Nominee to head the CIA, Gina Haspel, center, sits alongside Secretary of Defense Jim Mattis.

Nominee to head the CIA, Gina Haspel, center, sits alongside Secretary of Defense Jim Mattis. (AP)

According to U.S. intelligence insiders, it is “true statecraft” of trying to manage moving parts and relationships.

“The president sent the Director of the CIA to listen to the tape that Turkey has, but the secretary of state purposely did not listen to the tape. Why? Because the secretary of state would be almost obliged to make a statement on it, whereas no one expects the CIA director to say anything,” explained one source. “That says a lot – deals will be cut, concessions made and perfunctory investigations and punishment conducted in the kingdom. And it won’t be simple, because the Turks hold all the cards.”

Thus, as the source emphasized, any deals or concessions inked between Washington and Riyadh, which falls out of favor with Ankara’s liking, or if anything is said that the Turks subsequently don’t like, “they release the tape and all hell breaks loose.”

“One of the assurances would have most likely been that the Turks keep absolute positive control of that tape,” added the source, likening it to a “global blackmail” of sorts.

While Turkish authorities profess that those closest to Saudi’s Crown Prince Mohamed bin Salman were directly involved in the murder, the Saudi government has sharply rebuked having anything to do with Khashoggi's death. Indeed, the matter also spotlights a broader battle for hegemony between the two Middle Eastern countries, both of which aspire to be perceived as natural leaders of the international Muslim community.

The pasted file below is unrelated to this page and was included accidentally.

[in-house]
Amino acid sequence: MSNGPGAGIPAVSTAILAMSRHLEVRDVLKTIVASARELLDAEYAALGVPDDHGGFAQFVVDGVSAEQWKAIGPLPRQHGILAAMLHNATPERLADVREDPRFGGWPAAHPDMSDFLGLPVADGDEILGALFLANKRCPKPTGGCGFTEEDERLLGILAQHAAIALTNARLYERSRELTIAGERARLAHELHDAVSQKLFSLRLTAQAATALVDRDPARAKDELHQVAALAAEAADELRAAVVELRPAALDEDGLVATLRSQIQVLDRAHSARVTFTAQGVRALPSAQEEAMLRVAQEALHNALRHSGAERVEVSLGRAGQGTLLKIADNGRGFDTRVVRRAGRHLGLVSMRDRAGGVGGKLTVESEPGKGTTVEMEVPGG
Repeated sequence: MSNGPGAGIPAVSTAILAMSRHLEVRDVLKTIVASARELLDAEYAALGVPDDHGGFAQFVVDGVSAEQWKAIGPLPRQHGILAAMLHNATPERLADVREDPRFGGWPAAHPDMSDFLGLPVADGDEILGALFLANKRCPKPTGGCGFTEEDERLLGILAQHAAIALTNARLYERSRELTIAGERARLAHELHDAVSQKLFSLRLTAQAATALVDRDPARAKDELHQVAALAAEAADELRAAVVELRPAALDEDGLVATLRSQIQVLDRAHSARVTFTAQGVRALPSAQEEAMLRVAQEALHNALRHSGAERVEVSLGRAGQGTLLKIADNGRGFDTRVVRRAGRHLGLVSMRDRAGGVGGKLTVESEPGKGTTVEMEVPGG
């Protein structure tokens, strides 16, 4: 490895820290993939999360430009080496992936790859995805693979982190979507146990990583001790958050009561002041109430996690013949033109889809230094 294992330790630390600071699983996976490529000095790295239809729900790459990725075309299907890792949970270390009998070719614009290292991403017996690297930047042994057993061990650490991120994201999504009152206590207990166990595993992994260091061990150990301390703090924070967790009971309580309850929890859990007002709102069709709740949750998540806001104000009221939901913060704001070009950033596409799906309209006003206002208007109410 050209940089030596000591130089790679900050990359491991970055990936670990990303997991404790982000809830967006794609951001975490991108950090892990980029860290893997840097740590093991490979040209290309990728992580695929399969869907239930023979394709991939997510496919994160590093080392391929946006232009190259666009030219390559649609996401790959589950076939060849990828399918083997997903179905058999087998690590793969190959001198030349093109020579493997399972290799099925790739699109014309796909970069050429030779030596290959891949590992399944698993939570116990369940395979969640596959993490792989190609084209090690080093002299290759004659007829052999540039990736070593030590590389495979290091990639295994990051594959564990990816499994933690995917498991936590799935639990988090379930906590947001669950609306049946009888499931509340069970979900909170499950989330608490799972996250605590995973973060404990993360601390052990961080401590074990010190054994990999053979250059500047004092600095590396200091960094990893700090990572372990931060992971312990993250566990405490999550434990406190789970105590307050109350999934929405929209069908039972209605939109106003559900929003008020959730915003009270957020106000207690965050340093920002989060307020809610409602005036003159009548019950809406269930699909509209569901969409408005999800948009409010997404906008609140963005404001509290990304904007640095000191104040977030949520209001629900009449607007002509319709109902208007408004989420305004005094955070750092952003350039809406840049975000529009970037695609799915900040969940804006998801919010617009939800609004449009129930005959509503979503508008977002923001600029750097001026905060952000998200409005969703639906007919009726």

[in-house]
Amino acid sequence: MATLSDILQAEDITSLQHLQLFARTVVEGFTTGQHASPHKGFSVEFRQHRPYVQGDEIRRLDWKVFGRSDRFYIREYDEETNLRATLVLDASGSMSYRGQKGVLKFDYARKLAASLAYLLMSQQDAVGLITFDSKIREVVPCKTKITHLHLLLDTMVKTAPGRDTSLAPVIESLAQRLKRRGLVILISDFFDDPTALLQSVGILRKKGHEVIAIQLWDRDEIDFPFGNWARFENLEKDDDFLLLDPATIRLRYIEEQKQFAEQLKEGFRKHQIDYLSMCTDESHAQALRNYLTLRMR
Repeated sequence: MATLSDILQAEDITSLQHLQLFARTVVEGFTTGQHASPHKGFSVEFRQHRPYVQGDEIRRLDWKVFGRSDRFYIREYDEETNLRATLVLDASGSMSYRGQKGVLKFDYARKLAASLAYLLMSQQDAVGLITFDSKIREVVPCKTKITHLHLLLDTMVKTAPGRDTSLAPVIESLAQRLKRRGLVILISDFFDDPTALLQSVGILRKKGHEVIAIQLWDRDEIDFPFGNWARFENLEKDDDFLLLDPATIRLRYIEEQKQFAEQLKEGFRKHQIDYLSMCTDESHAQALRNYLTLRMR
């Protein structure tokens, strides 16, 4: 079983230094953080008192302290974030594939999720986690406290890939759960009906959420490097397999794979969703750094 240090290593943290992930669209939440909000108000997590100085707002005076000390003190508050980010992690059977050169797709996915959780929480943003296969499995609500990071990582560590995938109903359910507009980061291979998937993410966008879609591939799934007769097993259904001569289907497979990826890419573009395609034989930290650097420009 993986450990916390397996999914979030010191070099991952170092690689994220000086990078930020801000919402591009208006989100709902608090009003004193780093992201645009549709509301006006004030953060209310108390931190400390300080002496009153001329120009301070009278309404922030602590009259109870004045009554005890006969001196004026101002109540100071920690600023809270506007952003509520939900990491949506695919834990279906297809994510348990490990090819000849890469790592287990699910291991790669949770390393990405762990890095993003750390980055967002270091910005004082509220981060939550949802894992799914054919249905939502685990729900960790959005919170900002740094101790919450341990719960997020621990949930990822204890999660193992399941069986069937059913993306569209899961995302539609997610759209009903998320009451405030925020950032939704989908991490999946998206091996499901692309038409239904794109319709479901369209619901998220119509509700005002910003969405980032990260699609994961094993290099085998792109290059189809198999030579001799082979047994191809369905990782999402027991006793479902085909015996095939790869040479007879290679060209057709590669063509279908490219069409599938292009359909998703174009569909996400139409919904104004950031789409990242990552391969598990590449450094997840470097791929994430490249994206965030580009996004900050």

Turkish President Recep Tayyip Erdogan, right, and Diyanet President Ali Eras cover their faces during a prayer on occasion of the opening of the new mosque in Cologne, Germany, on Saturday, Sept. 29, 2018. (AP Photo/Martin Meissner)

Turkish President Recep Tayyip Erdogan, right, and Diyanet President Ali Eras cover their faces during a prayer on occasion of the opening of the new mosque in Cologne, Germany, on Saturday, Sept. 29, 2018. (AP Photo/Martin Meissner)

Speaking to international officials and experts at a Manama Dialogue conference in Bahrain on Saturday, U.S. Defense Secretary James Mattis cautioned that Khashoggi’s killing “undermines regional stability," but stopped short of directly naming Saudi Arabia’s role or addressing calls from members of Congress to halt arms sales or impose sanctions on the Kingdom.

Saudi Foreign Minister Adel Jubeir addressed the room directly after Mattis, noting that “unfortunately, there has been this hysteria in the media about Saudi Arabia’s guilt before the investigation is completed.”

How it all will play out, is a deepening diplomatic mystery.

“The Turks will continue to leverage the mantra of justice to try and extract as much geopolitical mileage as possible in terms of strategically subordinating the Kingdom. Meanwhile, the Saudis have to make sure that whatever disclosures they make do not undermine the crown prince’s already faltering position,” added Bokhari. “The United States has the difficult job of making sure that the Saudis do not get away with murder while not applying too much pressure that destabilizes the monarchy. Washington should make use of this tragedy to nudge the Kingdom toward enacting some political reforms.”